Raymond Chandler's incomparable private eye is back, pulled by a seductive young heiress into the most difficult and dangerous case of his career. "It was one of those summer Tuesday afternoons when you begin to wonder if the earth has stopped revolving. The telephone on my desk had the look of something that knows it's being watched. Traffic trickled by in the street below, and there were a few pedestrians, too, men in hats going nowhere."
So begins The Black-Eyed Blonde, a new novel featuring Philip Marlowe - yes, that Philip Marlowe. Channeling Raymond Chandler, Benjamin Black has brought Marlowe back to life for a new adventure on the mean streets of Bay City, California.
It is the early 1950s, Marlowe is as restless and lonely as ever, and business is a little slow. Then a new client is shown in: young, beautiful, and expensively dressed, she wants Marlowe to find her former lover, a man named Nico Peterson.
Marlowe sets off on his search, but almost immediately discovers that Peterson's disappearance is merely the first in a series of bewildering events. Soon he is tangling with one of Bay City's richest families and developing a singular appreciation for how far they will go to protect their fortune.
Only Benjamin Black, a modern master of the genre, could write a new Philip Marlowe novel that has all the panache and charm of the originals while delivering a story that is as sharp and fresh as today's best crime fiction.
©2014 John Banville (P)2013 Macmillan Audio
"Dennis Boutsikaris narrates with marvelous aplomb.... [he] nails the cool but inviting tone, the clipped tempo, the razor and the velvet of such a tale. He differentiates between characters without overacting, and does a more than passable female - shades of Lauren Bacall, in fact. This is a perfect weekend listen." (AudioFile)
The author spends too much effort trying to be cute, trying to sound like Chandler. He forgets that Mr. Chandler writes good stories.
Mr. "Black" should spend more time making Quirke tolerable.
I've read every Chandler story and novel several times, and looked into every Chandler reboot I could find. This one hits all the right notes. Someone complained about the narrator, but I thought it was just fine. Not a Humphrey Bogart imitation, but a good straightforward read of a well-wrought book.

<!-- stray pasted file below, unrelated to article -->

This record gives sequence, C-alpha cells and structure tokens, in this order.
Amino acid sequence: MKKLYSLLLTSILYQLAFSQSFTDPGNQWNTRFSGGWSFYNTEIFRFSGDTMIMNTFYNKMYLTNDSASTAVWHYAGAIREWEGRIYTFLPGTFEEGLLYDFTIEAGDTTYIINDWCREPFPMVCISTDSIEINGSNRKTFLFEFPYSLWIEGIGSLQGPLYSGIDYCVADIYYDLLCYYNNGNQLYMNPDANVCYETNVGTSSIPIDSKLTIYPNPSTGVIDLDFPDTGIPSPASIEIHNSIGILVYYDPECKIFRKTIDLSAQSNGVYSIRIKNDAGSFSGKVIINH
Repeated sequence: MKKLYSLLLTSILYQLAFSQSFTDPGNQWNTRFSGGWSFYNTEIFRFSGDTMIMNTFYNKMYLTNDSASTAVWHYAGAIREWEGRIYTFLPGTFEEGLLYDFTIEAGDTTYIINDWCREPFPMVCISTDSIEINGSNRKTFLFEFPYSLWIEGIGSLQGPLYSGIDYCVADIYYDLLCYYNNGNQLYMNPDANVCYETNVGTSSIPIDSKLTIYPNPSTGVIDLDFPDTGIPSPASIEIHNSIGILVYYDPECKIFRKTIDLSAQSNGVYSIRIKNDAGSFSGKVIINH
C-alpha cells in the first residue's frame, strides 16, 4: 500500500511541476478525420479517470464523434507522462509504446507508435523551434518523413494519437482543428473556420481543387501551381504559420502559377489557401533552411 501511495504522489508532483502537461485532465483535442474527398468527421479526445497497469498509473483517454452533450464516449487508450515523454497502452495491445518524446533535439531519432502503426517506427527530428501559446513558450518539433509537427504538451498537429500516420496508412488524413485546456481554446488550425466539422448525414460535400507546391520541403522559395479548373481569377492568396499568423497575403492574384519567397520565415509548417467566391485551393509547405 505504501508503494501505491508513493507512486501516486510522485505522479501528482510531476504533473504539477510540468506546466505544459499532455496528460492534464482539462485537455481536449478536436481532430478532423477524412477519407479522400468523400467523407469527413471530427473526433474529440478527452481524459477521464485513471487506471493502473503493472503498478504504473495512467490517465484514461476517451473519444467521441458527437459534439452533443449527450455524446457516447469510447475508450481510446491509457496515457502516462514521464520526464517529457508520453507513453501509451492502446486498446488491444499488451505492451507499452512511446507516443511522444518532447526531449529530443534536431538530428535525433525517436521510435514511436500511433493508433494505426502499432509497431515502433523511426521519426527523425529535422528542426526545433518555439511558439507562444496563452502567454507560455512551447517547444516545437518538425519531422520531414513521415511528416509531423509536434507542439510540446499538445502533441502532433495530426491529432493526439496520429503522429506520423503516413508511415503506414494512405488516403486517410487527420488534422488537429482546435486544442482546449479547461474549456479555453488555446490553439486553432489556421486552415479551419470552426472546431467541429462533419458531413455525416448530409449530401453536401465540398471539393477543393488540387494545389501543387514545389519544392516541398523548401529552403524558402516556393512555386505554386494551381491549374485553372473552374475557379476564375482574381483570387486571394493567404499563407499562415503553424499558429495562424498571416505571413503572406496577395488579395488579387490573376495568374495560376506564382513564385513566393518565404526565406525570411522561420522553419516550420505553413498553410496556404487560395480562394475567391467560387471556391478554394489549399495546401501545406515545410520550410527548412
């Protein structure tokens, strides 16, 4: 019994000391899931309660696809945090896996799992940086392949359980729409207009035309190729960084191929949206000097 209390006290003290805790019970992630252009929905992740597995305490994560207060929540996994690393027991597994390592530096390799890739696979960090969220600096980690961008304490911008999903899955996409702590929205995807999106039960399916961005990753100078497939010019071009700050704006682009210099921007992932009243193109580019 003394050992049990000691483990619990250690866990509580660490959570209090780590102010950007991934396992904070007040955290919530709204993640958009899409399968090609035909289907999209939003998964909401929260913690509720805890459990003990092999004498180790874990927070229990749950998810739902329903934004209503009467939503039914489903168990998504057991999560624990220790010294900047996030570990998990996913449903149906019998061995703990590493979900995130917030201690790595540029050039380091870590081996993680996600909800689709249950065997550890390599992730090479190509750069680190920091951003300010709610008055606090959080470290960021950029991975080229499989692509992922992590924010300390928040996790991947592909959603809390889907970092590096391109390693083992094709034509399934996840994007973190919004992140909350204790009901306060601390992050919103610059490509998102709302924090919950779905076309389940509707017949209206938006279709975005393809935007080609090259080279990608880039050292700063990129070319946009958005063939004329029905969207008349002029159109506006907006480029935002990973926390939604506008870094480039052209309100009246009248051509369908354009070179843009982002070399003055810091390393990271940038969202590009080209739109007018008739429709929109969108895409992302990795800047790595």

Don't don't be put off by the Chandler fanatics who claim that this is ersatz Chandler and nitpick the tortured metaphors that just keep coming like the gimlets in one of Marlowe's favorite dives.
The convoluted story and Marlowe philosophy are spot on.
Unfortunately, the narrator/actor is wrong for the character. He certainly speaks well; he just doesn't speak like Philip Marlowe. Elliott Gould owns that voice. He understands that Marlowe has seen too many fat cats get away with corruption, and too many nice girls rubbed out for being at the wrong place and the wrong time. He's smoked too many cigarettes, been sucker-punched too many times; and spent too many nights at the station. This author doesn't sound world-weary; he sounds like he's just come back from "senior year abroad" and is eager to tell you about his adventures.
The performance is essentially at the core of an audio book. This is an embarrassing moment in the usually stellar record of audible.com. If you want the the experience of a guy reading the phone book, then this is your book, with the pacing and the inflection of just such an endeavor. This is the only review I've written in some measure of haste- hoping to protect other unsuspecting listeners.
Primarily, it was the lack of timing. The words were read in a hurried manner lacking any depth or expression. By far, the most disappointing reader I've encountered at Audible.
Avoid this title.
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